Injury survey of a non-traditional "soft-edged' trampoline designed to lower equipment hazards

Eager, David B., Scarrott, Carl, Nixon, Jim and Alexander, Keith (2013) Injury survey of a non-traditional "soft-edged' trampoline designed to lower equipment hazards. International Journal of Injury Control and Safety Promotion, 20 1: 42-49. doi:10.1080/17457300.2012.674041

Author Eager, David B.
Scarrott, Carl
Nixon, Jim
Alexander, Keith
Title Injury survey of a non-traditional "soft-edged' trampoline designed to lower equipment hazards
Journal name International Journal of Injury Control and Safety Promotion   Check publisher's open access policy
ISSN 1745-7300
Publication date 2013-03-01
Year available 2012
Sub-type Article (original research)
DOI 10.1080/17457300.2012.674041
Open Access Status
Volume 20
Issue 1
Start page 42
End page 49
Total pages 8
Place of publication Oxfordshire, United Kingdom
Publisher Taylor & Francis
Language eng
Abstract In Australia trampolines contribute one quarter of all childhood play equipment injuries. The objective of this study was to gather and evaluate injury data from a non-traditional, ‘soft-edged’, consumer trampoline, where the design aimed to minimise injuries from the equipment and from falling off. The manufacturer of the non-traditional trampoline provided the University of Technology Sydney with their Australian customer database. The study involved surveys in Queensland and New South Wales, between May 2007 and March 2010. Initially injury data was gathered by a phone interview pilot study, then in the full study, through an email survey. The 3817 respondents were the carers of child users of the ‘soft-edge’ trampolines. Responses were compared with Australian and US emergency department data. In both countries the proportion of injuries caused by the equipment and falling off was compared with the proportion caused by the jumpers to themselves or each other. The comparisons showed a significantly lower proportion resulted from falling-off or hitting the equipment for this design when compared to traditional trampolines, both in Australia and the US. This research concludes that equipment-induced and falling-off injuries, the more severe injuries on traditional trampolines, can be significantly reduced with appropriate trampoline design.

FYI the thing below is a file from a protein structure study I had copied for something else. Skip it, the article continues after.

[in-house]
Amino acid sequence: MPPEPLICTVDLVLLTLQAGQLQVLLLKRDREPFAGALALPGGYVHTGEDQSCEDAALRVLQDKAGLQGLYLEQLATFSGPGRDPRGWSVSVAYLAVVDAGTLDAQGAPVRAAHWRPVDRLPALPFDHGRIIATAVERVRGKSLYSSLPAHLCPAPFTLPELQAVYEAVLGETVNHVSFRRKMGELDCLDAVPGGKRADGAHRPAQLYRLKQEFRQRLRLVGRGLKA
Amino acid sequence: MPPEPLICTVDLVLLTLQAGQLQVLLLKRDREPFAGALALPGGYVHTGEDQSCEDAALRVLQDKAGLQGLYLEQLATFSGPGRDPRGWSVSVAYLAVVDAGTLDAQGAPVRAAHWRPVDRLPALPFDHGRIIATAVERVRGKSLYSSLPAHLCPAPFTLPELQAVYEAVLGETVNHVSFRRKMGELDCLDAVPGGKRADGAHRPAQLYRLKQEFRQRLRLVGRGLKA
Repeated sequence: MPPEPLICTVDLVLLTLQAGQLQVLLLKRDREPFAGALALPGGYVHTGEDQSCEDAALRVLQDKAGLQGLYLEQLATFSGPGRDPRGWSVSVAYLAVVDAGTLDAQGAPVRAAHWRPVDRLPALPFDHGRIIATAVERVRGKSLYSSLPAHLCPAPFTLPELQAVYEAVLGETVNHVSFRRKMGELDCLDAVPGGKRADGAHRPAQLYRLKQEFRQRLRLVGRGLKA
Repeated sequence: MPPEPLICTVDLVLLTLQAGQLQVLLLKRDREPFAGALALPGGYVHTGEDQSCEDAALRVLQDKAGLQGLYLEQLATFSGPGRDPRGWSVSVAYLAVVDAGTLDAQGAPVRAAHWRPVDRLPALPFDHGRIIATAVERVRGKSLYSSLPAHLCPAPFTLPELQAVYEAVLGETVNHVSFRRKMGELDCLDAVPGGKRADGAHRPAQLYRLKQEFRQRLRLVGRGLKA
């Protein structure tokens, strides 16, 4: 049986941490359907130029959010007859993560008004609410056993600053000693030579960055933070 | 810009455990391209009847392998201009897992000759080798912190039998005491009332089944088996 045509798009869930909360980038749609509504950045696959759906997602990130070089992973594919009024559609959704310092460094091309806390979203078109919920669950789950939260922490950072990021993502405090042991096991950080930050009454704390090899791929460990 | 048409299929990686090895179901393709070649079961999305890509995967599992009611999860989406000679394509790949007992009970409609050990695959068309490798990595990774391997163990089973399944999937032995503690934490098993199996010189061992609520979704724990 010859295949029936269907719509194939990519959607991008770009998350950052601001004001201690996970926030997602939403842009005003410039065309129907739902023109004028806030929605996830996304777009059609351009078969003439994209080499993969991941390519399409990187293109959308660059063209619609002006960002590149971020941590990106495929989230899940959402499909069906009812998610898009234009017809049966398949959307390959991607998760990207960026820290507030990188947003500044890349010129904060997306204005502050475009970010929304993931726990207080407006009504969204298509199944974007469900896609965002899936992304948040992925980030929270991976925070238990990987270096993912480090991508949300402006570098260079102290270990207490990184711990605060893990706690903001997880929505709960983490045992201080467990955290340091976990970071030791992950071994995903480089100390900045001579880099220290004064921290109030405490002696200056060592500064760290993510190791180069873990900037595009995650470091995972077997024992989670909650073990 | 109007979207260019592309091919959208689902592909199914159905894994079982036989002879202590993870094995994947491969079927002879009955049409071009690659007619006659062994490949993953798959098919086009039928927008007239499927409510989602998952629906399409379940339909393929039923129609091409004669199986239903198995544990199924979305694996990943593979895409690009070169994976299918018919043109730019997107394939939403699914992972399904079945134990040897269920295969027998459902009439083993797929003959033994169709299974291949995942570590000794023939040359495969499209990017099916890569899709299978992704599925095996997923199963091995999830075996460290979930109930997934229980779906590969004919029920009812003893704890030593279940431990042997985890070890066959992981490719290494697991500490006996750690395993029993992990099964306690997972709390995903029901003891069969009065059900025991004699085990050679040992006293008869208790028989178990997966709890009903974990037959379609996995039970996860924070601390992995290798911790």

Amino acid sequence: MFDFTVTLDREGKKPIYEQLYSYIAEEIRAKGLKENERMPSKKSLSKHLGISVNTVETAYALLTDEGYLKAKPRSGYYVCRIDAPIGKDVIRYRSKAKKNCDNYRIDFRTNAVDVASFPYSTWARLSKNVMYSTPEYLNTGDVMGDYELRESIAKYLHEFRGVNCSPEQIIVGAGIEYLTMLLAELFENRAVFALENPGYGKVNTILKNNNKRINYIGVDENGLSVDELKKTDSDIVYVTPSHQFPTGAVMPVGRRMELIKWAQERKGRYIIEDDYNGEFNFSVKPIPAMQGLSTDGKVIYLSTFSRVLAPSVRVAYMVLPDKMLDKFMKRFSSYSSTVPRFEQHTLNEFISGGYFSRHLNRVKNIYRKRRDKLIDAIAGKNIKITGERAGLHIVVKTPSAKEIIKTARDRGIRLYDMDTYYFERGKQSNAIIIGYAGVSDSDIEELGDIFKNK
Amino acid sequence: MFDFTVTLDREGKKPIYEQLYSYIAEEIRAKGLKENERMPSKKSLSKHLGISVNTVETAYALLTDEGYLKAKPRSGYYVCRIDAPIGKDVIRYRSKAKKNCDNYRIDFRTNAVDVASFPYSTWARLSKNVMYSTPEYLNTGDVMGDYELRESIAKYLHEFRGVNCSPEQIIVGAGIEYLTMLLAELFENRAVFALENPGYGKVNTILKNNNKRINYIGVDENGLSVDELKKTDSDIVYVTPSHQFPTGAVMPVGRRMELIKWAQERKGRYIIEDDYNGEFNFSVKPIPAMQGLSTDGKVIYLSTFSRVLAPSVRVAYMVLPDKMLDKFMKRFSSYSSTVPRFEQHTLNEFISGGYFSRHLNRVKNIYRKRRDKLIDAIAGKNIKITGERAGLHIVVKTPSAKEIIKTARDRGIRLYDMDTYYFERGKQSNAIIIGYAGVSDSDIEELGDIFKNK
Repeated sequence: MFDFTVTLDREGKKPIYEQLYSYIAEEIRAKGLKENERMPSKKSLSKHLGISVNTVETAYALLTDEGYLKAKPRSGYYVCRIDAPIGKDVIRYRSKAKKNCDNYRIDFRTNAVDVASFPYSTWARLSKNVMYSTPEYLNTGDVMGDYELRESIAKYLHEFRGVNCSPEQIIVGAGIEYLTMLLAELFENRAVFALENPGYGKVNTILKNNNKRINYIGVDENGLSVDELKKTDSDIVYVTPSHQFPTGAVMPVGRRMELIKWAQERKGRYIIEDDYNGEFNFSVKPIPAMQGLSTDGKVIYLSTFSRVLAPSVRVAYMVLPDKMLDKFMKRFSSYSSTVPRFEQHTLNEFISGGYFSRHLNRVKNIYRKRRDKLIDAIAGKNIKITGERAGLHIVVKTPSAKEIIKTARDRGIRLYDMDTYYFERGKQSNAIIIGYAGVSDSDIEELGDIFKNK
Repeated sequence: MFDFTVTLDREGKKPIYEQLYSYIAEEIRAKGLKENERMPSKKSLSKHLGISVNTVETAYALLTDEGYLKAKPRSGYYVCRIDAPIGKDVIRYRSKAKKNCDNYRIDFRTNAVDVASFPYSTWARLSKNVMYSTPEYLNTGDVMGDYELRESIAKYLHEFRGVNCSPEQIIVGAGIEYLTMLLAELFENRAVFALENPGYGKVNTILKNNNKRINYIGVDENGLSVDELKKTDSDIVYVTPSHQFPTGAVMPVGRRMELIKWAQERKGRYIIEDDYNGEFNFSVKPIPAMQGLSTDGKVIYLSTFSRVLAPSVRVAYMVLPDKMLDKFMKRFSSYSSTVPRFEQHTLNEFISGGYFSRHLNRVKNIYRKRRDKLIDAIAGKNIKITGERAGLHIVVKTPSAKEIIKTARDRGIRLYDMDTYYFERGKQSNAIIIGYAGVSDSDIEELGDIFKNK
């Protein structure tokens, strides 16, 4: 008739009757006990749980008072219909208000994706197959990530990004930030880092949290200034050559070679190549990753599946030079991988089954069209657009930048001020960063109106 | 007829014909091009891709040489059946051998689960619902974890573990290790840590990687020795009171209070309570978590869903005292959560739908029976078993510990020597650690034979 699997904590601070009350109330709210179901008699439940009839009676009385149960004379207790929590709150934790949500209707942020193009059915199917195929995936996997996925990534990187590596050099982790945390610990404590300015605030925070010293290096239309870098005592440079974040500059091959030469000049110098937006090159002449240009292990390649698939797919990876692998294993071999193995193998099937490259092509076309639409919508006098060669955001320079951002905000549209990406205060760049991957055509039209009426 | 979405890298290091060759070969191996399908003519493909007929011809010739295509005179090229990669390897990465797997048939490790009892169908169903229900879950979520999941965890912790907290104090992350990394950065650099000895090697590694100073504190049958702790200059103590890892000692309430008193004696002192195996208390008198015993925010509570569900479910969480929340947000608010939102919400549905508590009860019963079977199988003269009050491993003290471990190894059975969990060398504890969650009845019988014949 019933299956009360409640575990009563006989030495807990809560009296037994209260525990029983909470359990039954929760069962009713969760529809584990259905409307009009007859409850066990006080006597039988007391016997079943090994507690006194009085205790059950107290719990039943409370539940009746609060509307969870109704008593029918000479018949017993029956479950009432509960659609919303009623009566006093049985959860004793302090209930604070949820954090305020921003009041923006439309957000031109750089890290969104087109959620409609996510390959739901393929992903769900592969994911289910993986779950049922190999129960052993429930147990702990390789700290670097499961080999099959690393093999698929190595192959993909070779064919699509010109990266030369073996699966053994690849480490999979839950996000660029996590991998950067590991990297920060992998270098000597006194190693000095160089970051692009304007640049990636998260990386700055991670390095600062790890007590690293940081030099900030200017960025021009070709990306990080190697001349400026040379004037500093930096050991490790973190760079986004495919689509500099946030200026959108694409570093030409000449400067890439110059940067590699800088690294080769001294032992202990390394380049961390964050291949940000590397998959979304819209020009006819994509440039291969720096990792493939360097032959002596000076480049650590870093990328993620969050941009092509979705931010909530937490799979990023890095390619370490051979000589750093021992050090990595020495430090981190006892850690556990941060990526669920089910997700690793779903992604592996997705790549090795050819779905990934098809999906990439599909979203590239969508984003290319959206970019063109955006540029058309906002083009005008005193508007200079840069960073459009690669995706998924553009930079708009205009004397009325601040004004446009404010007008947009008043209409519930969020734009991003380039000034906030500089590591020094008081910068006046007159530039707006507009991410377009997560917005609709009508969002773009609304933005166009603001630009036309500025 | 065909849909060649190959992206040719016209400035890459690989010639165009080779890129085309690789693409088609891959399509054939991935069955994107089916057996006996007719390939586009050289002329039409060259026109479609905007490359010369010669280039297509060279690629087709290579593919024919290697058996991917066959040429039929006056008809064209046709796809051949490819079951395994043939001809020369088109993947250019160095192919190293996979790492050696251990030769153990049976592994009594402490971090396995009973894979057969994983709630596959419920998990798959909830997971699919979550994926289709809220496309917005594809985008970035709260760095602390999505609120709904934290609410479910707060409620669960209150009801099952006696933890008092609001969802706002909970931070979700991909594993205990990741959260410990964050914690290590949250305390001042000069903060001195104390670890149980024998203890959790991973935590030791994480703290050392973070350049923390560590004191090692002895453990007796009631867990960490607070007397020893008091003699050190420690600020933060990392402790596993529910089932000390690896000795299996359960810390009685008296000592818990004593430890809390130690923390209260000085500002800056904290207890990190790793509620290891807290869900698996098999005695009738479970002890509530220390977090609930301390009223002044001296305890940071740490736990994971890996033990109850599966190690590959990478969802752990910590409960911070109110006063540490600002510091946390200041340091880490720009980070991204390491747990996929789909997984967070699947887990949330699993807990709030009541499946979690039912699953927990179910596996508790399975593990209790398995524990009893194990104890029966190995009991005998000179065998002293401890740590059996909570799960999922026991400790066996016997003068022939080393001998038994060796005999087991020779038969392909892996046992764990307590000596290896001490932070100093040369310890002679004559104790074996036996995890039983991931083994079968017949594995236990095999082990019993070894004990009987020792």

Keyword Trampoline
Trampoline safety
Q-Index Code C1
Q-Index Status Confirmed Code
Institutional Status UQ
Additional Notes Published online ahead of print 4 April 2012.

Document type: Journal Article
Sub-type: Article (original research)
Collections: Official 2014 Collection
School of Medicine Publications
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